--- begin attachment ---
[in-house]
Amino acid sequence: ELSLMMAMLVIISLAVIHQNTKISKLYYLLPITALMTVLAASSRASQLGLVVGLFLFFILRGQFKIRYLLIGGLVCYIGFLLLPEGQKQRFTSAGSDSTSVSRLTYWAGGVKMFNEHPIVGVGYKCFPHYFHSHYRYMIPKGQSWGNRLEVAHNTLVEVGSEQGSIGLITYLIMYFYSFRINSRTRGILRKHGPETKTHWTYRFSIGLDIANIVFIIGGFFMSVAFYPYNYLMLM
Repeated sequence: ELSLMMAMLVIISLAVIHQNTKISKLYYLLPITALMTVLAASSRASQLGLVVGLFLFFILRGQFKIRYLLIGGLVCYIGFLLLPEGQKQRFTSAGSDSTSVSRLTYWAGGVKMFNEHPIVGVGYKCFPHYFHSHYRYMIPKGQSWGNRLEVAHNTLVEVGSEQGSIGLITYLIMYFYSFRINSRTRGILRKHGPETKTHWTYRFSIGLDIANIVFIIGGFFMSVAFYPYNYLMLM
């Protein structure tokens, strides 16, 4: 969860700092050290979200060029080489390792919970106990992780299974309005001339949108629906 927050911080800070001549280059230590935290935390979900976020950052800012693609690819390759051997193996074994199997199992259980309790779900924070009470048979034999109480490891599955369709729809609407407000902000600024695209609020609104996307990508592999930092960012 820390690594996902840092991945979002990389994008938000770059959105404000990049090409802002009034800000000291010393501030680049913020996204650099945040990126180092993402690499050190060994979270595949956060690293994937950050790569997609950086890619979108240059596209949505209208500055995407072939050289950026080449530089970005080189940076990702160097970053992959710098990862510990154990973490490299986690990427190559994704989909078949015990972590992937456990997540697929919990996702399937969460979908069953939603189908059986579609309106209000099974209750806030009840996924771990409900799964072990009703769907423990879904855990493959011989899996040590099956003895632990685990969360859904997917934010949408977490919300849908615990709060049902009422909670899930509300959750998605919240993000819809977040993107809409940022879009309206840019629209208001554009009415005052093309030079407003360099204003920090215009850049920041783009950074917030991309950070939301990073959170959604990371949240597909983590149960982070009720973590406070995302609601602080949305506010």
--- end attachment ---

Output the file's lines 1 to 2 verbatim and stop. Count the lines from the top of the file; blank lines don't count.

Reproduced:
[in-house]
Amino acid sequence: ELSLMMAMLVIISLAVIHQNTKISKLYYLLPITALMTVLAASSRASQLGLVVGLFLFFILRGQFKIRYLLIGGLVCYIGFLLLPEGQKQRFTSAGSDSTSVSRLTYWAGGVKMFNEHPIVGVGYKCFPHYFHSHYRYMIPKGQSWGNRLEVAHNTLVEVGSEQGSIGLITYLIMYFYSFRINSRTRGILRKHGPETKTHWTYRFSIGLDIANIVFIIGGFFMSVAFYPYNYLMLM